Various Artists
This Ain’t Chicago
The Underground Sound of UK House & Acid 1987–1991


I’ll readily admit that aside from owning an inordinate amount of New Order 12-inches, I’ve never been much of a dance music aficionado. That said, there was a short-lived period and style that captured my attention: acid house. Perhaps it was the lysergic connotations or the idealistic nature of the early rave scene, but acid house sparked my imagination when it emerged in the late ’80s. (The same was true of such seemingly unlikely practitioners as Genesis P-Orridge.) By 1988, while America was basking in the nostalgia of the anniversary of Woodstock, Britain was experiencing a true secondcoming of the Summer of Love, with ecstacy-fueled raves becoming a cultural movement. There were glimpses of acid that surfaced in the (American) mainstream (Soul II Soul), but when the phenomenon crossed the pond, something was lost in the transition, as witnessed by the morphing of acid into techno.

Fortunately, there are those that remember that brief period when acid was abundant. Richard Sen (of Padded Cell and Bronx Dogs fame) has put together This Ain’t Chicago, a two-disc compilation of tracks from 1987 to 1991. Released by Strut, who have a proven track record with these kind of comps, the release is a near-perfect encapsulation of the era, with singles from significant imprints like G-Force, Rhythmbeat, and Chill.

However, this album doesn’t start off on its best foot. Kid Bachelor’s Bang the Party released some crucial cuts of the era, but 1990’s “Bang Bang You’re Mine” isn’t one of them. The soliloquoy that runs through the song and the other vocals’ affectations make the track barely listenable. But that is the record’s only stumbling block, with the sparse R&B accents of Julian Jonah’s “Jealousy and Lies” from 1988 and Colm III’s synth-dappled “Take Me High” from 1987 being some of the earliest examples.

My only other complaint is that I wished Sen had arranged the set chronologically, as I think it would give a clearer picture of how acid house developed from the house music of Chicago and Detroit. But he no doubt was thinking like a DJ, creating a sonically cohesive mix. This is apparent by the division of the two discs. While cuts like Man With No Name’s “From Within the Mind of My 909” and Julie Stapleton’s “Where’s Your Love Gone?” feature many of the genre’s signposts (trickling basslines, highhat beats), they are moodier in temperament. And Jail Break’s “Mentality” probably owes as much to New Order as to Juan Atkins.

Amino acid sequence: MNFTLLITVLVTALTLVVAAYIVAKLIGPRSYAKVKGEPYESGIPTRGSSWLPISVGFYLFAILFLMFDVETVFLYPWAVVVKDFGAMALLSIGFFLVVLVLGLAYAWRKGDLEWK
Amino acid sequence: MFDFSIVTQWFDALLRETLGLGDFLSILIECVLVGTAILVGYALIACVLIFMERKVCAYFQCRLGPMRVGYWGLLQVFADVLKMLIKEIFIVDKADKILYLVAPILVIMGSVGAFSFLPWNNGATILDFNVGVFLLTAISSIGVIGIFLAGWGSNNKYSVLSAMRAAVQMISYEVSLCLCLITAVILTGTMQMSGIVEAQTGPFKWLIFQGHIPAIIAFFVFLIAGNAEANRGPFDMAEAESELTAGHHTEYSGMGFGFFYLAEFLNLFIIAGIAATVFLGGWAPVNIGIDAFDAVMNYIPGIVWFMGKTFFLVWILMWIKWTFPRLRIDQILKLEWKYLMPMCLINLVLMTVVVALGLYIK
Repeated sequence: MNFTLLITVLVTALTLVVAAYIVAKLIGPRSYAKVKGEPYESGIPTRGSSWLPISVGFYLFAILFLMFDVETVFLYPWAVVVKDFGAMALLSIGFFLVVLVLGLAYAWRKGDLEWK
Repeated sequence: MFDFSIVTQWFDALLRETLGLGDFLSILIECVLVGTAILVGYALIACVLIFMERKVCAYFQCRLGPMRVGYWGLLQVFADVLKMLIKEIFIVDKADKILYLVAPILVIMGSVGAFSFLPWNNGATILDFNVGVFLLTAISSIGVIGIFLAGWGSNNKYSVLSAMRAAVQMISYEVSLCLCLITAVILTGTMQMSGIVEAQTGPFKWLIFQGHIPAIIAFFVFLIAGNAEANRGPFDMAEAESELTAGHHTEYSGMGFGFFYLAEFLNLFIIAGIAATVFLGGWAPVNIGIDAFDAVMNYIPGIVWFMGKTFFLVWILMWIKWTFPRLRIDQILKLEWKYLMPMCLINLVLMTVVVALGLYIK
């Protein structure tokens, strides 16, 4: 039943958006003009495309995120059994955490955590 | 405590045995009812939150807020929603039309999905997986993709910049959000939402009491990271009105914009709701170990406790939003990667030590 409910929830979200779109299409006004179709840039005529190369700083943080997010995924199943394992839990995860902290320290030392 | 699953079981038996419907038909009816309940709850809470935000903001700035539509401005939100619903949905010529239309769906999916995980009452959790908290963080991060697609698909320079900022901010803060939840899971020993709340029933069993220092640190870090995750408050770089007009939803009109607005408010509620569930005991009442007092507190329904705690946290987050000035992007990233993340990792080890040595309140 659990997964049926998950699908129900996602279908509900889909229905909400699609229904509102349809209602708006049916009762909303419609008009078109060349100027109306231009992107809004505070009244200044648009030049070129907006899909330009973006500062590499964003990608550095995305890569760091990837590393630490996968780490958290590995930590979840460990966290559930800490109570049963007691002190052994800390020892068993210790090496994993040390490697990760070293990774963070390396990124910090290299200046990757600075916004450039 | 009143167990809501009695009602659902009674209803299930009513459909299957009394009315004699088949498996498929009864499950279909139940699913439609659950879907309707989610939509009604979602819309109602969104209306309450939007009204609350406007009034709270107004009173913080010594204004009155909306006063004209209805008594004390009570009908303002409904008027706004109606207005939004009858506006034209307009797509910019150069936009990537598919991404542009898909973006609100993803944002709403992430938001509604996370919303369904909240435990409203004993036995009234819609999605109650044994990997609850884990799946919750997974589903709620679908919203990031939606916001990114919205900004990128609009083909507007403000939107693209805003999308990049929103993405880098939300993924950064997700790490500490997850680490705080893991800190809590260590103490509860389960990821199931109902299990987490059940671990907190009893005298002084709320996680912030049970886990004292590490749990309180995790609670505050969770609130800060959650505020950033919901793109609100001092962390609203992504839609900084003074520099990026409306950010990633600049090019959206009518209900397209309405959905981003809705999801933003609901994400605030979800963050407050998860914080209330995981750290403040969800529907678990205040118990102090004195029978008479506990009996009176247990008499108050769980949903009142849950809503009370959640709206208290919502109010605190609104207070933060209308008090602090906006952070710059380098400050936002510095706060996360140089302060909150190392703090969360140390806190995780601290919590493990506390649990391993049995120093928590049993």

The second disc features bigger names in terms of commercial success, with Andrew Weatherall’s remix of Sly & Lovechild’s “The World According to Sly & Lovechild,” onetime Frankie Goes to Hollywood member Paul Rutherford’s “Get Real” and “Born in the North” by Us, whose line-up included A Guy Called Gerald. But the disc is also more emblematic of the tempos and sounds that came to define acid house. It was the atmospheric touches and general freneticism that made acid such a creative breakthrough, things that would become largely absent from techno. Such artistic innovation is perhaps most apparent in SLF’s “Show Me What You Got” and “Technological” by Bizarre Inc, one of acid’s only innovators to find success on the US charts (with “I’m Gonna Get You” in 1993). Both are prime example’s of acid’s most transcendent qualities. Unlike most other movements, acid was really confined to a time and a place, and as such, it wasn’t something that was widely experienced. Fortunately, the records still exist, as well as curators like Sen to create comps like this.
Stephen Slaybaugh